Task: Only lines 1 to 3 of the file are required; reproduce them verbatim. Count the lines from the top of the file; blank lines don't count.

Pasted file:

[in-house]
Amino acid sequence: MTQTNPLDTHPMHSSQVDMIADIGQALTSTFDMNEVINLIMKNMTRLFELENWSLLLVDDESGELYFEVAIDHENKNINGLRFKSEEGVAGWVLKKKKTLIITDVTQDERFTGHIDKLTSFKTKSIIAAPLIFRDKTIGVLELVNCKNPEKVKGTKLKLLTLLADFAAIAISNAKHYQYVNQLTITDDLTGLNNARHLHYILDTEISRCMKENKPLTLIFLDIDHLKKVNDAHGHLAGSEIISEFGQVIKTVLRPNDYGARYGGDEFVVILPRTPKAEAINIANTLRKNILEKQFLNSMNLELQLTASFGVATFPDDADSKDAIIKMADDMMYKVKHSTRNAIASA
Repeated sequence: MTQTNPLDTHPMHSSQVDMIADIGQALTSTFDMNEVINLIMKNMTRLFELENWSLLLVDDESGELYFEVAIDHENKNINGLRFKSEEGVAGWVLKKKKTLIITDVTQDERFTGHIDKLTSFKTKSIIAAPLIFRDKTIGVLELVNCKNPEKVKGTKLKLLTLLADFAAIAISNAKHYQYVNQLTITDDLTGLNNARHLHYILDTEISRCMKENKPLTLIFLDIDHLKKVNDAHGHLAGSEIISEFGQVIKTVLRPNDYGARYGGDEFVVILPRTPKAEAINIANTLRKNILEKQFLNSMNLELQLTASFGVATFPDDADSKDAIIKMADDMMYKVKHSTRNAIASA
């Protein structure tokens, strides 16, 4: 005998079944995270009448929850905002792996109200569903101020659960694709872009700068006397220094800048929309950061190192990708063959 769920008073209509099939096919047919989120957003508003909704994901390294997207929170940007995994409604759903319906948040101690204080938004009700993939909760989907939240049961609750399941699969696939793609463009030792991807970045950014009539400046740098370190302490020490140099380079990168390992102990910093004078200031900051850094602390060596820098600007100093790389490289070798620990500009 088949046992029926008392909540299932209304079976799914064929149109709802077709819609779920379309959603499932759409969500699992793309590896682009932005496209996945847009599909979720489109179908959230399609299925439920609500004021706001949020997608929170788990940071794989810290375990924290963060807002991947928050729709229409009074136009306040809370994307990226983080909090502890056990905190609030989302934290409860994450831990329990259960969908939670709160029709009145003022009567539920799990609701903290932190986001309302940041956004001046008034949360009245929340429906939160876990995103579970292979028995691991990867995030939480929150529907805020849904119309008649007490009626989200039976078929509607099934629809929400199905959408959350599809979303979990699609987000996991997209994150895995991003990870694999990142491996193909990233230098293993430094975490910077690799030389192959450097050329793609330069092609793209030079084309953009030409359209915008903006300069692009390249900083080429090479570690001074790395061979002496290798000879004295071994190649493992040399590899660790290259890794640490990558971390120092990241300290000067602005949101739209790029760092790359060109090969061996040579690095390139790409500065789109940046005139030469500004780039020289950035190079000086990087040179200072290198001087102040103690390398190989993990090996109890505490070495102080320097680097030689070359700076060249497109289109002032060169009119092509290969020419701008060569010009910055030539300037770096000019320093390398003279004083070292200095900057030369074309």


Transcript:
[in-house]
Amino acid sequence: MTQTNPLDTHPMHSSQVDMIADIGQALTSTFDMNEVINLIMKNMTRLFELENWSLLLVDDESGELYFEVAIDHENKNINGLRFKSEEGVAGWVLKKKKTLIITDVTQDERFTGHIDKLTSFKTKSIIAAPLIFRDKTIGVLELVNCKNPEKVKGTKLKLLTLLADFAAIAISNAKHYQYVNQLTITDDLTGLNNARHLHYILDTEISRCMKENKPLTLIFLDIDHLKKVNDAHGHLAGSEIISEFGQVIKTVLRPNDYGARYGGDEFVVILPRTPKAEAINIANTLRKNILEKQFLNSMNLELQLTASFGVATFPDDADSKDAIIKMADDMMYKVKHSTRNAIASA
Repeated sequence: MTQTNPLDTHPMHSSQVDMIADIGQALTSTFDMNEVINLIMKNMTRLFELENWSLLLVDDESGELYFEVAIDHENKNINGLRFKSEEGVAGWVLKKKKTLIITDVTQDERFTGHIDKLTSFKTKSIIAAPLIFRDKTIGVLELVNCKNPEKVKGTKLKLLTLLADFAAIAISNAKHYQYVNQLTITDDLTGLNNARHLHYILDTEISRCMKENKPLTLIFLDIDHLKKVNDAHGHLAGSEIISEFGQVIKTVLRPNDYGARYGGDEFVVILPRTPKAEAINIANTLRKNILEKQFLNSMNLELQLTASFGVATFPDDADSKDAIIKMADDMMYKVKHSTRNAIASA